As American power has grown, so, too, has the arrogance of power. Contained within this attitude of arrogance are irrationality, insecurity, and abusiveness of power. Perhaps Vietnam has exemplified the pinnacle of arrogance in American history. In response to Vietnam, J. William Fulbright wrote in 1966:
It is a curiosity of human nature that lack of self-assurance seems to breed an exaggerated sense of power and mission. When a nation is very powerful but lacking in self-confidence, it is likely to behave in a manner dangerous to itself and others. Feeling the need to prove what is obvious to everyone else, it begins to confuse great power with unlimited power and great responsibility with total responsibility: it can admit no error; it must win every argument, no matter how trivial… Gradually but unmistakably America is showing signs of that arrogance of power which has afflicted, weakened, and in some cases destroyed great nations in the past.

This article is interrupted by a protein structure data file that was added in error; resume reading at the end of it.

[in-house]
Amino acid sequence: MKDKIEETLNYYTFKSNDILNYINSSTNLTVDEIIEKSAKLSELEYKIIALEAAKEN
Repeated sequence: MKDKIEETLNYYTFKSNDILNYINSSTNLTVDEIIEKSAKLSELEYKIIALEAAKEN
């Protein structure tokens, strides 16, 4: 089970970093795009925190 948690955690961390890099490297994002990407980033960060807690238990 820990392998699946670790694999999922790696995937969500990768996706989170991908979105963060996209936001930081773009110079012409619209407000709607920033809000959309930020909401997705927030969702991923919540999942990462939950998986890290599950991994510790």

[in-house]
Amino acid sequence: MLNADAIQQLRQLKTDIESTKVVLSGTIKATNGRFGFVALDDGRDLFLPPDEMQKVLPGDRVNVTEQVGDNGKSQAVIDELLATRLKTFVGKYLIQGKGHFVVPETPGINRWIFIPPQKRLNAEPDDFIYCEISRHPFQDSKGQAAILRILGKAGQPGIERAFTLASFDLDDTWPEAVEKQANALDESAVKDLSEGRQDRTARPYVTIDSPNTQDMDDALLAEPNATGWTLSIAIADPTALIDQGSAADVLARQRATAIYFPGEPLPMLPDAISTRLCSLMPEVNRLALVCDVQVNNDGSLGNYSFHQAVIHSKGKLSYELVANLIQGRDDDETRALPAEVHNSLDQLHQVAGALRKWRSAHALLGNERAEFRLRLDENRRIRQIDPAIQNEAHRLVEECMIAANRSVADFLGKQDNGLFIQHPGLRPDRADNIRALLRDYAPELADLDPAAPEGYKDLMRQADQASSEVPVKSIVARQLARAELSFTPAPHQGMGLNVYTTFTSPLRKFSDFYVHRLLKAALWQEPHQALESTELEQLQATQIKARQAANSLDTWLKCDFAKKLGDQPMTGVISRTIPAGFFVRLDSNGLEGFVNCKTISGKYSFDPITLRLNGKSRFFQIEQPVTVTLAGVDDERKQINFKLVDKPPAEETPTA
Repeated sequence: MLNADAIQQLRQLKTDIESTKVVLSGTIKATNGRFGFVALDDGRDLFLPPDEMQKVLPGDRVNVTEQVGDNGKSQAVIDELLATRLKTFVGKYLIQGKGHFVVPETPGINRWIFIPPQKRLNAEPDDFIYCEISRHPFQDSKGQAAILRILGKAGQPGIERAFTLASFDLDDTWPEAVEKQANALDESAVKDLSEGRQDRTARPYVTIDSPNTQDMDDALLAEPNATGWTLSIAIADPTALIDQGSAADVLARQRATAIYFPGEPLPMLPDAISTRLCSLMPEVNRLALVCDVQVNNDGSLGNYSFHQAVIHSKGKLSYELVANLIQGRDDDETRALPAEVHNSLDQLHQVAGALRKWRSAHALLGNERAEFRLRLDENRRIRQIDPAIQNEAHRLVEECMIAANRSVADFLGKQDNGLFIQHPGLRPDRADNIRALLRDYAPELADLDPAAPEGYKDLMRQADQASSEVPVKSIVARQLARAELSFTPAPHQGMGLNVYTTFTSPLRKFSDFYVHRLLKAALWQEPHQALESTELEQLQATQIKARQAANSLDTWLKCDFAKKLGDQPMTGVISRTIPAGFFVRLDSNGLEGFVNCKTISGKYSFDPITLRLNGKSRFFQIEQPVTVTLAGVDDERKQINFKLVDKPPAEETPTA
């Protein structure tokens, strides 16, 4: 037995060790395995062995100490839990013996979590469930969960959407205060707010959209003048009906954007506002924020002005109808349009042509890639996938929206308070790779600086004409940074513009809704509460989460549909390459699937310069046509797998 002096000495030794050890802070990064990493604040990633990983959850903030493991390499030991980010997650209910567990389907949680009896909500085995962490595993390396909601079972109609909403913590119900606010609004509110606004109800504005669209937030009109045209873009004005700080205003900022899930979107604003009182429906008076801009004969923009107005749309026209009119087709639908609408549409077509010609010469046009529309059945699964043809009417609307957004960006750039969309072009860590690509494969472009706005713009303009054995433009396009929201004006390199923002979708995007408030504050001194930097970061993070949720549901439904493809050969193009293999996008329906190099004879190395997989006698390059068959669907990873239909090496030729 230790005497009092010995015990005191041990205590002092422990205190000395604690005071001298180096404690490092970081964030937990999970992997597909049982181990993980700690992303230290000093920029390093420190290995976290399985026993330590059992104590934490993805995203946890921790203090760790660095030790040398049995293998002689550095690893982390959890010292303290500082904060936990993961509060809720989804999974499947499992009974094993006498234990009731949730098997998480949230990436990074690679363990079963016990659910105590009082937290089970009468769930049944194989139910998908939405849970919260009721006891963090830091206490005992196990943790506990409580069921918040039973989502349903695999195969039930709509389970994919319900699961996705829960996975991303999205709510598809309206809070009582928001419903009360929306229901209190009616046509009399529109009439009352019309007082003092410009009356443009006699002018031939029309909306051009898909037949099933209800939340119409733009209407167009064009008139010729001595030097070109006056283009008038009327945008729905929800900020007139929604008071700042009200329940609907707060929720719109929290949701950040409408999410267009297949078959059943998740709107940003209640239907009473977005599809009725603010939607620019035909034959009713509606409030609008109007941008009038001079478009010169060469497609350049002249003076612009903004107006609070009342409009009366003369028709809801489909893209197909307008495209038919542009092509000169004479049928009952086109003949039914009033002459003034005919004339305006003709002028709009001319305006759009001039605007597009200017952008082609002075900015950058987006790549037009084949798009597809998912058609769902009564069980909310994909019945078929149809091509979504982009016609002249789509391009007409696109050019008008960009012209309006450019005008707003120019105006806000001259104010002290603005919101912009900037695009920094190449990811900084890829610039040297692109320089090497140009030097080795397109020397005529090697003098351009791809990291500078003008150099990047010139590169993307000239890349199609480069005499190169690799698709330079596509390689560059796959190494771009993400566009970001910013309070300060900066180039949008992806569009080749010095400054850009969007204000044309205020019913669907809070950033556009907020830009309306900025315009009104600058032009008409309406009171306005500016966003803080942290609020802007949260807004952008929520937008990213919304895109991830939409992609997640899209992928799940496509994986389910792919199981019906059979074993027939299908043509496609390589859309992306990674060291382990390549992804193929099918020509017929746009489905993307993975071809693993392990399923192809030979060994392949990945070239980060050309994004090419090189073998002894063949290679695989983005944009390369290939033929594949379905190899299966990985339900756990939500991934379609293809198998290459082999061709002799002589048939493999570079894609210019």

Physical extrication from Vietnam has not created a more humble self-image. Events at the beginning of 1975 demonstrate the perpetuation and growth of American arrogance of power.
One of the more touchy political and economic problems facing the Ford Administration is Middle East oil. In a carefully and deliberately worded statement in a January 13 Business Week interview, Secretary of State Henry Kissinger stated, for the first time, that U.S. military force would be used, if necessary, to keep Arabian oil fields open to the Western world. He limited the military option to “only the gravest situation,” an “actual strangulation of the industrialized world.”